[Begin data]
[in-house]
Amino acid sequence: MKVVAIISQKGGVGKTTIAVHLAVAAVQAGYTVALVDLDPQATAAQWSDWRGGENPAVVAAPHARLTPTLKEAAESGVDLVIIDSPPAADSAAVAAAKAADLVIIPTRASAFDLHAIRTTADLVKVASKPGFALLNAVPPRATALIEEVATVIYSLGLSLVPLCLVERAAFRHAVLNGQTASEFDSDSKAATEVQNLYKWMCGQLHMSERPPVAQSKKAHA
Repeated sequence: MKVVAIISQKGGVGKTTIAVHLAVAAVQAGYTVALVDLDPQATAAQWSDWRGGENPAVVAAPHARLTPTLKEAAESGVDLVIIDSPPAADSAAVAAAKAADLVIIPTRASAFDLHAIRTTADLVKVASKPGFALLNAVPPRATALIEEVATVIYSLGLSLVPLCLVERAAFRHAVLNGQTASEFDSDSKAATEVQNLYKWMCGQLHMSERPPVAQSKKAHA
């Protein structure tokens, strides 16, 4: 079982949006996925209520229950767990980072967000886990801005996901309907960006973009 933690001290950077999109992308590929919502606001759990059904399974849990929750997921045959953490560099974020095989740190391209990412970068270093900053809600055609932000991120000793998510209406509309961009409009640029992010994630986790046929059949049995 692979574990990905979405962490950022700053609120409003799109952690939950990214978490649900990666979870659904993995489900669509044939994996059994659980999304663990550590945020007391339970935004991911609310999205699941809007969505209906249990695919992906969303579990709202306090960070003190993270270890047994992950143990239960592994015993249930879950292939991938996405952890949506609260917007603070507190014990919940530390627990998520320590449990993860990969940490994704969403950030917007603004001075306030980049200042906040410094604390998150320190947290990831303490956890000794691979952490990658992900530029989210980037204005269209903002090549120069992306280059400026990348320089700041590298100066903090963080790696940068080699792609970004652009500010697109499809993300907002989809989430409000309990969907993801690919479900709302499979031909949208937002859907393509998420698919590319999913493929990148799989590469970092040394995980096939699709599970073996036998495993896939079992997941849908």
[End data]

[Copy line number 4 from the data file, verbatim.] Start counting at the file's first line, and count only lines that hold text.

């Protein structure tokens, strides 16, 4: 079982949006996925209520229950767990980072967000886990801005996901309907960006973009 933690001290950077999109992308590929919502606001759990059904399974849990929750997921045959953490560099974020095989740190391209990412970068270093900053809600055609932000991120000793998510209406509309961009409009640029992010994630986790046929059949049995 692979574990990905979405962490950022700053609120409003799109952690939950990214978490649900990666979870659904993995489900669509044939994996059994659980999304663990550590945020007391339970935004991911609310999205699941809007969505209906249990695919992906969303579990709202306090960070003190993270270890047994992950143990239960592994015993249930879950292939991938996405952890949506609260917007603070507190014990919940530390627990998520320590449990993860990969940490994704969403950030917007603004001075306030980049200042906040410094604390998150320190947290990831303490956890000794691979952490990658992900530029989210980037204005269209903002090549120069992306280059400026990348320089700041590298100066903090963080790696940068080699792609970004652009500010697109499809993300907002989809989430409000309990969907993801690919479900709302499979031909949208937002859907393509998420698919590319999913493929990148799989590469970092040394995980096939699709599970073996036998495993896939079992997941849908």